Jarba, however, accused al-Rahman Corps, who still hasn’t signed the ceasefire agreements, of violating the truce, saying, “We are still waiting for them to join the agreement so that the suffering of the Syrian people would stop. Until then, they are responsible for all the violations in eastern Ghouta and Homs.”
He denied that any of the brokering countries (Egypt and Russia) would be responsible for any acts of violence or violations of the deal.
“Any party or entity that refuses our efforts and solutions, and seeks to see us as prisoners all the time, is considered to be a partner of al-Assad’s regime in killing us, regardless of their names or slogans,” Jarba said.
He affirmed that all international governments and parties, with no exceptions, are welcome to participate in the political negotiations to end the Syrian war.
Russia and USA stance
Commenting on the accusations Russia has faced regarding being loyal to Assad’s regime, Jarba said the existence of Russian troops in eastern Ghouta and Homs is the only available solution currently available, especially since Ghouta and Homs are among the most difficult and complex regions inside Syria.
“Their existence is an important guarantee for the ceasefires, and any accusations regarding their loyalty to the Syrian regime is something we cannot fully accept or understand,” Jarba said.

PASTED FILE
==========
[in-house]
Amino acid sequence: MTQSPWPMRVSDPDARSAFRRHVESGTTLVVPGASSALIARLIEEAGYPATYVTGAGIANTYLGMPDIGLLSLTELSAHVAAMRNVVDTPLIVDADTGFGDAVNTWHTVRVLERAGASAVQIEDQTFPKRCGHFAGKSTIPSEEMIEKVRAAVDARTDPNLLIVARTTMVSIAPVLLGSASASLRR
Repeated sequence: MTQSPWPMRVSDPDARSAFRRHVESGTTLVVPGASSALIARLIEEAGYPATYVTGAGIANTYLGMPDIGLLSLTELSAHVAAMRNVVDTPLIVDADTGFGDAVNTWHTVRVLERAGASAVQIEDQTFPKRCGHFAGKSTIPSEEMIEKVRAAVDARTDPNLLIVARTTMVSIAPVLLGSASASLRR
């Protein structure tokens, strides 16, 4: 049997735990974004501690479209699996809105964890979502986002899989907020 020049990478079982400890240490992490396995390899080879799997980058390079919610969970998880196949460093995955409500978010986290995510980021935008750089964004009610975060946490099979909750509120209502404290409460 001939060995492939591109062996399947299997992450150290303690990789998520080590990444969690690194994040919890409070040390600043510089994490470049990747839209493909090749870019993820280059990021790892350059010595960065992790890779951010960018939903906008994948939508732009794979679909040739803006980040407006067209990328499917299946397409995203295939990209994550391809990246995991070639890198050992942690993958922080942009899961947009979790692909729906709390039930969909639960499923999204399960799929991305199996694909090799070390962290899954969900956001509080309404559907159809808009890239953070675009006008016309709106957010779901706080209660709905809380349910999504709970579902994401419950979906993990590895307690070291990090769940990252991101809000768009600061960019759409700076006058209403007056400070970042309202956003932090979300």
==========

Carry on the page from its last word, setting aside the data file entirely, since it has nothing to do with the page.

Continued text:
He added that the most important thing about these agreements is not to allow any violations, especially as Homs has been besieged for three consecutive years without allowing any humanitarian aids to enter.
Regarding the United States’ stance regarding the ceasefires, Jarba affirmed that Trump’s administration says that these agreements are “enhancing the international war against terrorism.”
Russian troop’s role
In statements following the conference, prominent member of Syria’s “Al-Ghad” (Tomorrow) opposition movement, Qasem Al Khatib told Egypt Today that the Russian troops in eastern Ghouta and Homs are not military troops and don’t engage with any of the militants.
“They are not meant to interfere militarily; they are Russian police forces only guaranteeing that the humanitarian aids can arrive to the civilians,” Al Khatib stated, denying that they have any other role.
Egypt and Russia have brokered two ceasefire agreements between Syrian President Bashar al-Assad’s forces and armed opposition fighters in certain areas in northern Syria.
On July 23, the first ceasefire was announced in the Ghouta region in Damascus, while the second de-escalation deal was announced in an area in the northern Homs countryside on August 3.
Syria's Al-Ghad opposition movement was founded in March 2016 by Syrian National Council member Ahmed Jarba. Recently, the movement signed a ceasefire agreement in eastern Ghouta with the Syrian regime.
The Syrian political situation has been deteriorating since the protests that emerged with the Arab Spring revolutions in 2011, when the opposition created the “Free Syrian Army” to face Assad’s forces. The situation worsened when the Islamic State (IS) terrorist group began interfering in the country in 2014.
About 470,000 people have been killed since the beginning of the war as of February 2016, according to latest data from the U.N. Office for the Coordination of Humanitarian Affairs. Some 1.6 million Syrians have been domestically displaced, while the number of refugees has reached 4.8 million people, the data added.